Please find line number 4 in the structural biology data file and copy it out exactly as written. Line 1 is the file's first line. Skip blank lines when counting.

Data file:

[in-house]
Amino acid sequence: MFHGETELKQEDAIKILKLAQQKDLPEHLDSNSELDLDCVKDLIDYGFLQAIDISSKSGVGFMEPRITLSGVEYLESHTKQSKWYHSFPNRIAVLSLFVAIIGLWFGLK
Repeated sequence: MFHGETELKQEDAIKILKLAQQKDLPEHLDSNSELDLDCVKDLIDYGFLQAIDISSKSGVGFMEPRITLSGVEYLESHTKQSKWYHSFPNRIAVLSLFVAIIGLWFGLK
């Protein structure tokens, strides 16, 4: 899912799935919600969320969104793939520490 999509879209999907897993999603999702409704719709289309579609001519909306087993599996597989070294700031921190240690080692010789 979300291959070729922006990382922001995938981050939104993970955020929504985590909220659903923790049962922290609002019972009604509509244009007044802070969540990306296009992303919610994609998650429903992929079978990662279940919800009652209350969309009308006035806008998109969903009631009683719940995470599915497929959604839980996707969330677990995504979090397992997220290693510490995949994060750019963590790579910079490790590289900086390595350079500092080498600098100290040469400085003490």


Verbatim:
């Protein structure tokens, strides 16, 4: 899912799935919600969320969104793939520490 999509879209999907897993999603999702409704719709289309579609001519909306087993599996597989070294700031921190240690080692010789 979300291959070729922006990382922001995938981050939104993970955020929504985590909220659903923790049962922290609002019972009604509509244009007044802070969540990306296009992303919610994609998650429903992929079978990662279940919800009652209350969309009308006035806008998109969903009631009683719940995470599915497929959604839980996707969330677990995504979090397992997220290693510490995949994060750019963590790579910079490790590289900086390595350079500092080498600098100290040469400085003490």